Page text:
• Amol S. Patki, Eann A. Patterson
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    ABSTRACT: This study explores the use of a generic shape descriptor for quantitative comparisons between the full-field strain data acquired from virgin and damaged composite panels using digital image correlation. These descriptors are capable of decomposing images with 103 to 106 pixels into a feature vector with less than a few hundred elements. Strain distributions in four composite specimens with incremental impact damage and a virgin specimen, all subject to a tensile load, were decomposed using the newly developed Fourier–Zernike descriptors. Pearson’s correlation coefficient, cosine similarity and Euclidean distance were employed to compare quantitatively the feature vectors evaluated for the strain distributions in the four damaged specimens with the strain distribution in the virgin specimen. The deviation of the Pearson correlation coefficient from unity was found to be an effective damage indicator, which could be evaluated automatically and without the need for subjective assessment of the damage.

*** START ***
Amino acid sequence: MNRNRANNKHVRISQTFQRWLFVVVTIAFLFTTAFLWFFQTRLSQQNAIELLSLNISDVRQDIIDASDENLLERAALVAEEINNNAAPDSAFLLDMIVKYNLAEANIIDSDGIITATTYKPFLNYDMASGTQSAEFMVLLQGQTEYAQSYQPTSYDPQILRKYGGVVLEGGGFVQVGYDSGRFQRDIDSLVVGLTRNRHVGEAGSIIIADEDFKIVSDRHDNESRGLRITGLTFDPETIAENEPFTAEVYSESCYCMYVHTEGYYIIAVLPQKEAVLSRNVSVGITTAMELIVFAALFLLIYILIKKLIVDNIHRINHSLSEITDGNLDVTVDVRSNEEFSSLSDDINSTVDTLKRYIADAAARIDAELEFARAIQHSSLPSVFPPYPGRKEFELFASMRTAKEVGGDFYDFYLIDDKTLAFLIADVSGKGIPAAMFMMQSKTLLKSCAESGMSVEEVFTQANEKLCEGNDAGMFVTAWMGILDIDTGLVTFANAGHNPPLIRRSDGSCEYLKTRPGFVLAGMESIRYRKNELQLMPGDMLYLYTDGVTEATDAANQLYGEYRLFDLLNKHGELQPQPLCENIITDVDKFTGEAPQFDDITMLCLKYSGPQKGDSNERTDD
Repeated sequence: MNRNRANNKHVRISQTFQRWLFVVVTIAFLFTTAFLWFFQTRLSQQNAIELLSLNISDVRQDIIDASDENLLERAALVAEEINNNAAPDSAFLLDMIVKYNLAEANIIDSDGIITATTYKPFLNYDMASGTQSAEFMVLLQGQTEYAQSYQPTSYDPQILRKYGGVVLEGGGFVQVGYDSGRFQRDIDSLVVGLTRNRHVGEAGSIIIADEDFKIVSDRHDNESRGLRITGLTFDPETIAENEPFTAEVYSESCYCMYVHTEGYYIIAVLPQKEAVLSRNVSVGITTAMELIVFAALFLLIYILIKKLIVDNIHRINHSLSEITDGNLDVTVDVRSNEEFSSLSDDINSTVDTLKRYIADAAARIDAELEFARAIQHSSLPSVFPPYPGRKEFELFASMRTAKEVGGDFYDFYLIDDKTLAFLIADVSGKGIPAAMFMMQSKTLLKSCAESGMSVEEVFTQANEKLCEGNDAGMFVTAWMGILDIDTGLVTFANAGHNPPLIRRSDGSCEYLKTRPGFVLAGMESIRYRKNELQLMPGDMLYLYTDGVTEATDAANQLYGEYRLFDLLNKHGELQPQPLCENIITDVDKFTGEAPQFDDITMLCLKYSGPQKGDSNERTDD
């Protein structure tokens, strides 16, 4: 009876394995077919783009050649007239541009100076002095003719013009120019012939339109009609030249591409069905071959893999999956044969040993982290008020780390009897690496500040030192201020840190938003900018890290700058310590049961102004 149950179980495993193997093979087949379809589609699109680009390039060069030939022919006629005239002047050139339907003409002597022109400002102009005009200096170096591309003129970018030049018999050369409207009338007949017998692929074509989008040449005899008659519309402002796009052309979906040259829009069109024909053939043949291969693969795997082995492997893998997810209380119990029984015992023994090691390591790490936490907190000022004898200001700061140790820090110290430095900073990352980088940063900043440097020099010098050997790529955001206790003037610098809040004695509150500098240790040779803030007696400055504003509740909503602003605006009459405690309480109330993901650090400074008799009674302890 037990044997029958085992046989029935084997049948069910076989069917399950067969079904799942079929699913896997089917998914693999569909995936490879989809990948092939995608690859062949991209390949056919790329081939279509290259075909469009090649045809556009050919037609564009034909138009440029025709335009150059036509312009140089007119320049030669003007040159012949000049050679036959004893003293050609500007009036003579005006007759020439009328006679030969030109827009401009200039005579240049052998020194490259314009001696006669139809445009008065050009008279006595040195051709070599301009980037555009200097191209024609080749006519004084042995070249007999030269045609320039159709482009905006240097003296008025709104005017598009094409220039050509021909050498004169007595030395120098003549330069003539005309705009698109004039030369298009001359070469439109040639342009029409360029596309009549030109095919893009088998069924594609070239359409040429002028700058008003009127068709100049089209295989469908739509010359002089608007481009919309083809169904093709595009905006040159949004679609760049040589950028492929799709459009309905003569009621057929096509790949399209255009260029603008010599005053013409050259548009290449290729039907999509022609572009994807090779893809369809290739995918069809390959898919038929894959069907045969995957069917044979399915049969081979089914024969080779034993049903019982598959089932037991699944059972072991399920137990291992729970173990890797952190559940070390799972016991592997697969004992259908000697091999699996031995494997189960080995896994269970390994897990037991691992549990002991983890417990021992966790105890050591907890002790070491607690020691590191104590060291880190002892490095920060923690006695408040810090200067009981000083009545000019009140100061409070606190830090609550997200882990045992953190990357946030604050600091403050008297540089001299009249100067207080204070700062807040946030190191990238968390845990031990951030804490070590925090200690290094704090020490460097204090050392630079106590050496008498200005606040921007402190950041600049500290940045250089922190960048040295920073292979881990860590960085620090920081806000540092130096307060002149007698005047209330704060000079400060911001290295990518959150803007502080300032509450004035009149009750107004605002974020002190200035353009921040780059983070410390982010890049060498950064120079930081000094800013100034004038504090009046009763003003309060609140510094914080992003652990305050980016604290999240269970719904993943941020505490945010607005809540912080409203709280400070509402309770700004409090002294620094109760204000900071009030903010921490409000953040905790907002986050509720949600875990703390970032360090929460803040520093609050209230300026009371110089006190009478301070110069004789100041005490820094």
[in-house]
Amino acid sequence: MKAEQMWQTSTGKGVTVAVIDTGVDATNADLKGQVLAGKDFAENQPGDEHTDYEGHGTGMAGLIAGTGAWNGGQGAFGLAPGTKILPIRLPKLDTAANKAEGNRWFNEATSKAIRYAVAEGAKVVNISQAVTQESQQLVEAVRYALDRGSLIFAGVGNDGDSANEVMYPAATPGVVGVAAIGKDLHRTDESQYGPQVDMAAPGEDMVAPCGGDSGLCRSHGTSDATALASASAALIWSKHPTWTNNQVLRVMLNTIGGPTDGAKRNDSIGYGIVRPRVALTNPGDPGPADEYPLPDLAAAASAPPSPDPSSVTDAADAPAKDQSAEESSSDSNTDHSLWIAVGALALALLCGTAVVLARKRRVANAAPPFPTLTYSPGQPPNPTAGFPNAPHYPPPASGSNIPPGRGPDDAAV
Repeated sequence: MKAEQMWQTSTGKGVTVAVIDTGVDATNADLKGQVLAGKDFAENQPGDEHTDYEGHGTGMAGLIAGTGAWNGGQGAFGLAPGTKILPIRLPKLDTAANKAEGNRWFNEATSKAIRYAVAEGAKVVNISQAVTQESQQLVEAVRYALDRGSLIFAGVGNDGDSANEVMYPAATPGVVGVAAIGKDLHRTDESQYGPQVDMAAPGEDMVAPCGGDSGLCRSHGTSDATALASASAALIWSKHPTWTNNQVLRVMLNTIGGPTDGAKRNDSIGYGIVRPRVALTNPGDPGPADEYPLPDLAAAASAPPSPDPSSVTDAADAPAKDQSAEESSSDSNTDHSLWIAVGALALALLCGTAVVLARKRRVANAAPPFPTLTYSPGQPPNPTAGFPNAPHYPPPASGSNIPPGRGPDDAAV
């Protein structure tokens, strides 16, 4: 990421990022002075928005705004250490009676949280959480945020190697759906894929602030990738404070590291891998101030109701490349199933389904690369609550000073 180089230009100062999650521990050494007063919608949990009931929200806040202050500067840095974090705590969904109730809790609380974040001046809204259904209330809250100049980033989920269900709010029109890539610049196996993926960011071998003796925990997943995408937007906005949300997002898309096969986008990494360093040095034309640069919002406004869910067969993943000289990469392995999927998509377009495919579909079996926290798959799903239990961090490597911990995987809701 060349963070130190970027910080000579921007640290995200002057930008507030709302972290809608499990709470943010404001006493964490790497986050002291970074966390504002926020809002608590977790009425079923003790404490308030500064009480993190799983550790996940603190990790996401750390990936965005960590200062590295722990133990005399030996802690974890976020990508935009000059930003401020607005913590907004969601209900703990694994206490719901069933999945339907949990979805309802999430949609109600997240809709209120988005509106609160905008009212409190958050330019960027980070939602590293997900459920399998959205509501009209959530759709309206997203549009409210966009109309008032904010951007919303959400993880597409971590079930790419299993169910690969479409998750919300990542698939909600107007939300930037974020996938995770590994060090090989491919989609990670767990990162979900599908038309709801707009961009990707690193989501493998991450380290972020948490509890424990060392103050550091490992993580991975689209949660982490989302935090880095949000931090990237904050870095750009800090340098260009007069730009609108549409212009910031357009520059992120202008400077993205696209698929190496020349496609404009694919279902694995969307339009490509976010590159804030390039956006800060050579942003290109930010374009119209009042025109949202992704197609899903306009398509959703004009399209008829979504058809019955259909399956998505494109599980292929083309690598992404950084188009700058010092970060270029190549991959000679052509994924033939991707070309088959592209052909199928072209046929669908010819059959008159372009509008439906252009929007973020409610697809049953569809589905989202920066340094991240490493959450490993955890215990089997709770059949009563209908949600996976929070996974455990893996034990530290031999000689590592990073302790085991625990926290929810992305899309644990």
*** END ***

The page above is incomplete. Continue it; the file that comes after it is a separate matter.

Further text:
The Journal of Strain Analysis for Engineering Design 05/2012; 47(4):244-253. DOI:10.1177/0309324712440554 · 1.01 Impact Factor
  • M. N. James, C. J. Christopher, Y. Lu, E.A. Patterson
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    ABSTRACT: This paper expounds a revised characterisation of the elastic stresses ahead of a crack tip in polycarbonate which takes account of the elastic–plastic boundary stresses induced by the presence of the crazed region that surrounds a crack. The advanced experimental techniques used in this work have provided insights into fractography, identification of the crazed region and location of the crack tip position (using confocal laser scanning microscopy and scanning electron microscopy). In addition, the four-parameter model of crack tip stresses has led to modified definitions for crack tip stress intensity factors which explicitly account for craze-induced shielding effects on the fatigue crack growth rate in polycarbonate. The model is generic and offers the potential for increased understanding of fatigue crack growth in polycarbonate.